He composed Sinfonia No. 4 in 2009, on commission from the 12 American orchestras that founded the Sphinx Commissioning Consortium, an organization dedicated to bringing more music by Latino and African-American composers to concert halls. Giancarlo Guerrero conducted the Nashville Symphony Orchestra in the premiere on October 1, 2009. One week later, on October 8, Arild Remmereit conducted the same piece with the New Jersey Symphony Orchestra.

The first movement is dramatic and monumental in character, the textures regularly sparked with percussion. The second movement has the character of a scherzo, although rather than the traditional fast-slow-fast structure, it offers fast and slow sections in alteration. Sierra has peppered it with many beguiling touches of colorful orchestration. According to the composer, the languorous third movement “evokes the slow Latin ballads, called boléros, that became very popular in the 1950s…The first fast digression is reminiscent of the ‘scherzo’ material and provides a contrasting musical idea that becomes contrapuntal accompaniment when the boléro resumes. The two ideas are then superimposed, forming a complex polyphonic structure. Eventually the boléro idea returns just as it was introduced at the start of the movement…The main idea of the finale is the vibrant Latin clave rhythm, which supports from beginning to end all the melodic and harmonic materials.”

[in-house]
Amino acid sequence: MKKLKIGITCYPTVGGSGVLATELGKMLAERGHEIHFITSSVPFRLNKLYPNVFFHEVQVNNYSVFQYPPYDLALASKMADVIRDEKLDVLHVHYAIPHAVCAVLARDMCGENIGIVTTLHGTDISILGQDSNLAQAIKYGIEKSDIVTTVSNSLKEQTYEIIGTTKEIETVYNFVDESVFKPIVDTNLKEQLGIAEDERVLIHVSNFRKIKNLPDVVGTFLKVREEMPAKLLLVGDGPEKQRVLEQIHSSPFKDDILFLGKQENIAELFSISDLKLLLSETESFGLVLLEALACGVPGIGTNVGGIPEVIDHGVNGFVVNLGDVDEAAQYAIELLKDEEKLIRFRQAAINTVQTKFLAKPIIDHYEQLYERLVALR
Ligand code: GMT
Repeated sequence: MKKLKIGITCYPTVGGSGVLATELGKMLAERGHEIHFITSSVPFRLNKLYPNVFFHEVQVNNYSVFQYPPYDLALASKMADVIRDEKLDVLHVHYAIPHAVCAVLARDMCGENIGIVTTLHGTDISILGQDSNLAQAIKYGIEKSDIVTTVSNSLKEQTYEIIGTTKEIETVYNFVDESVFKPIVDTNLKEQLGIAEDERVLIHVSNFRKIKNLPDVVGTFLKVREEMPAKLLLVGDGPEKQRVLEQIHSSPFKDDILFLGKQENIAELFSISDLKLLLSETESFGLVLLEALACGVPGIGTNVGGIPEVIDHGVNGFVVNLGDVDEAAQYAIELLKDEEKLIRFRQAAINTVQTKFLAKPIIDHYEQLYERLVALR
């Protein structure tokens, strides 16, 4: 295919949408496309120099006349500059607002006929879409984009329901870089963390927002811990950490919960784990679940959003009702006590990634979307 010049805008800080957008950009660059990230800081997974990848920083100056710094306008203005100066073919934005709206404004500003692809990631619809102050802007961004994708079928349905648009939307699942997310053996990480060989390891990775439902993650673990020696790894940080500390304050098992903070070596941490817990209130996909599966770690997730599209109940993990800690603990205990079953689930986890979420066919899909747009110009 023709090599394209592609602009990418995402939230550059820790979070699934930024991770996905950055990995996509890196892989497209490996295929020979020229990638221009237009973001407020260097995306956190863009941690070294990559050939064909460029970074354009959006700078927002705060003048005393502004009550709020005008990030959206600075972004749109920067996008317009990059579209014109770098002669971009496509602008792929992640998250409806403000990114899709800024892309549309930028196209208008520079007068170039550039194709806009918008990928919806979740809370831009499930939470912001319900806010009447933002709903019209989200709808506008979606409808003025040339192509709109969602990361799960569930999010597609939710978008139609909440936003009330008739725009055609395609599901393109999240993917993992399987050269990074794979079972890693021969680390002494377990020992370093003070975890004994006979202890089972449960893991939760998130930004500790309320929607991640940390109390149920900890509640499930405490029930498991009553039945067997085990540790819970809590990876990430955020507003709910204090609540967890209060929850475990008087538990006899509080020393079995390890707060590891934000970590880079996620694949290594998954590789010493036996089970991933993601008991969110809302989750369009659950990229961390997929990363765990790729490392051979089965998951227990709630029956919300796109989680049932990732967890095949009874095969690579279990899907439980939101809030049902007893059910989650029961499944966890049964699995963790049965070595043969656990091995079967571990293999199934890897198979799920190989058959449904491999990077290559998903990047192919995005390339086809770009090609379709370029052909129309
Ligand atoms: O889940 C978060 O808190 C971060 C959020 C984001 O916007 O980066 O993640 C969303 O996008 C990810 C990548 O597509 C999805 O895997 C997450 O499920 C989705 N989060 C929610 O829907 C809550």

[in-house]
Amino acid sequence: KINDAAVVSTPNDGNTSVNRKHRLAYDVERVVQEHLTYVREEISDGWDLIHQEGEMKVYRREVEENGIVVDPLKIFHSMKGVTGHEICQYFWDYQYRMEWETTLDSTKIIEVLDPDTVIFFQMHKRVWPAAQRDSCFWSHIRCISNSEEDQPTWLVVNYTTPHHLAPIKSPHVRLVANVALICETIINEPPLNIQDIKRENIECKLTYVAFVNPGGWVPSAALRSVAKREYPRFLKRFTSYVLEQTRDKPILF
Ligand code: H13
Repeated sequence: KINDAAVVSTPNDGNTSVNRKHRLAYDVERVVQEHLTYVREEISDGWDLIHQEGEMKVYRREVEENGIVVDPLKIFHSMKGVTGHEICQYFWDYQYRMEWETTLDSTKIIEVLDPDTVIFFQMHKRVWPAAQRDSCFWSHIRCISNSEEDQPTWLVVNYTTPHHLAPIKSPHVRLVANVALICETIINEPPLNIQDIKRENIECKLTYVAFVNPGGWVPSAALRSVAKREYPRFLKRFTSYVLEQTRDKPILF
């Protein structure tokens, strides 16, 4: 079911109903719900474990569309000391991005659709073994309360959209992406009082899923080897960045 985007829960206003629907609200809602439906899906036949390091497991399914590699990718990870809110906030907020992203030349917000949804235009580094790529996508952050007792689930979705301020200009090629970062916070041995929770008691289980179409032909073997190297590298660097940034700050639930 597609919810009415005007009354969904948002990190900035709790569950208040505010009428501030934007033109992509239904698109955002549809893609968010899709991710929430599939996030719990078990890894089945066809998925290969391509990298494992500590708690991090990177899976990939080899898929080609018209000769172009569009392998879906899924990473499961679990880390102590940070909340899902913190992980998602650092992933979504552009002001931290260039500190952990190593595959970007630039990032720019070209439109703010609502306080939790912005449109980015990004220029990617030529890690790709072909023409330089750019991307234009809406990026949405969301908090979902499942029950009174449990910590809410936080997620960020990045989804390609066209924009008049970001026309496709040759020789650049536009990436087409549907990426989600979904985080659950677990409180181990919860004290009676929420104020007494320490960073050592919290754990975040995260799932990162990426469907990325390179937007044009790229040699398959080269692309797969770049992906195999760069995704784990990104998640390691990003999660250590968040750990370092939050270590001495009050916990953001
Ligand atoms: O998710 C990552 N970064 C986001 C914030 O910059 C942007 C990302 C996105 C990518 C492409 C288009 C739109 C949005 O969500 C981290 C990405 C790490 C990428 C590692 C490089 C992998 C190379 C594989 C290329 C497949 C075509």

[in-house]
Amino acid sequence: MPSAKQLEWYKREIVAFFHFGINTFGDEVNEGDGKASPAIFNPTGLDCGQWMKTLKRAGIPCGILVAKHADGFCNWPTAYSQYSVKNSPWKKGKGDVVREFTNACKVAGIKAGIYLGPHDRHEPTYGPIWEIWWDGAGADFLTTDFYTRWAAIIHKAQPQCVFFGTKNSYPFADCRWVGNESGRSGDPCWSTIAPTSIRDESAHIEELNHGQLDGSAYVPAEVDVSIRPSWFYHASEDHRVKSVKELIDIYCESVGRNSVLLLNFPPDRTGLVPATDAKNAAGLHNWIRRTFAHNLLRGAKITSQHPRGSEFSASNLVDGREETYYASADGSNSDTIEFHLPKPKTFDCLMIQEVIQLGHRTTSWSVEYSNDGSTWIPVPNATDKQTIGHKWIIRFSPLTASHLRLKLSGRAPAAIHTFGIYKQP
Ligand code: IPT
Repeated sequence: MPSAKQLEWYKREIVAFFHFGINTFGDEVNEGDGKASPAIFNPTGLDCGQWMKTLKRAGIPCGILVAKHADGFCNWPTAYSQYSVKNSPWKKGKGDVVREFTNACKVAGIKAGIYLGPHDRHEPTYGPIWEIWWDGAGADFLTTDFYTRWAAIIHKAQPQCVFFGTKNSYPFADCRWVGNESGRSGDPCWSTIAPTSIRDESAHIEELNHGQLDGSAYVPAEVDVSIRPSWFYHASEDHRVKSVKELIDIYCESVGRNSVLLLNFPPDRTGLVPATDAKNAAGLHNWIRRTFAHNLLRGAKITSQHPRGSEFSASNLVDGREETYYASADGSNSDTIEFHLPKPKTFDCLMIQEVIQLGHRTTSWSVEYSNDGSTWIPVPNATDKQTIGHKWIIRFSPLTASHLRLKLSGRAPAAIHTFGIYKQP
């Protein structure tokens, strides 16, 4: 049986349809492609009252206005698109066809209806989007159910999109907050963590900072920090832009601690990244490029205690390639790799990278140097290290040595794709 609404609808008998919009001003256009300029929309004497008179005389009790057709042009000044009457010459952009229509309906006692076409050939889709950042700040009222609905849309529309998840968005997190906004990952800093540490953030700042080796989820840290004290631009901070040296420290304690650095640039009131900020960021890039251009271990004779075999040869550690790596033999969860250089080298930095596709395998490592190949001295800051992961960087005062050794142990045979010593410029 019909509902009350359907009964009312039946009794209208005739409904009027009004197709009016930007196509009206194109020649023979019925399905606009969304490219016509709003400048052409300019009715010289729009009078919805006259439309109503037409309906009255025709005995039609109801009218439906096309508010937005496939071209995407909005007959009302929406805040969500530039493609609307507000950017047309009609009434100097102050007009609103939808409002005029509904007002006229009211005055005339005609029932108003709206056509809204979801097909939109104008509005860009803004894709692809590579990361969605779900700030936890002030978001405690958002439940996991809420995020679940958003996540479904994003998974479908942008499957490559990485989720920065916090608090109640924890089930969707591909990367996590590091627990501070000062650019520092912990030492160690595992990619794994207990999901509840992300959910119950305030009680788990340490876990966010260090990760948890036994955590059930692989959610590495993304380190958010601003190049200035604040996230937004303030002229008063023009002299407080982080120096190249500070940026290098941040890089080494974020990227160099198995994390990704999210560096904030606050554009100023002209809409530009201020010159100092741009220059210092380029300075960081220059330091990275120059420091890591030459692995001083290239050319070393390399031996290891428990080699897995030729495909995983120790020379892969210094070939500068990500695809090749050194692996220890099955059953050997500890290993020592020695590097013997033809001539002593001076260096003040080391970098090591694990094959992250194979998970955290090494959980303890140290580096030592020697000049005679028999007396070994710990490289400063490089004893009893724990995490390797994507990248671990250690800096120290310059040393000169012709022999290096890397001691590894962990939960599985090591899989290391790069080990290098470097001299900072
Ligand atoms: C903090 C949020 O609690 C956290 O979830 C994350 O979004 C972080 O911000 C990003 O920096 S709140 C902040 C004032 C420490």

Piano Concerto No. 20 in D Minor, K. 466
Wolfgang Amadé Mozart
b. Salzburg, Austria / January 27, 1756
d. Vienna, Austria / December 5, 1791

First performed by the RPO on December 4, 1931; Fritz Reiner, conductor; George McNabb, piano.  Last performed by the RPO on March 4, 2006; Christopher Seaman, conductor; Alexander Kobrin, piano.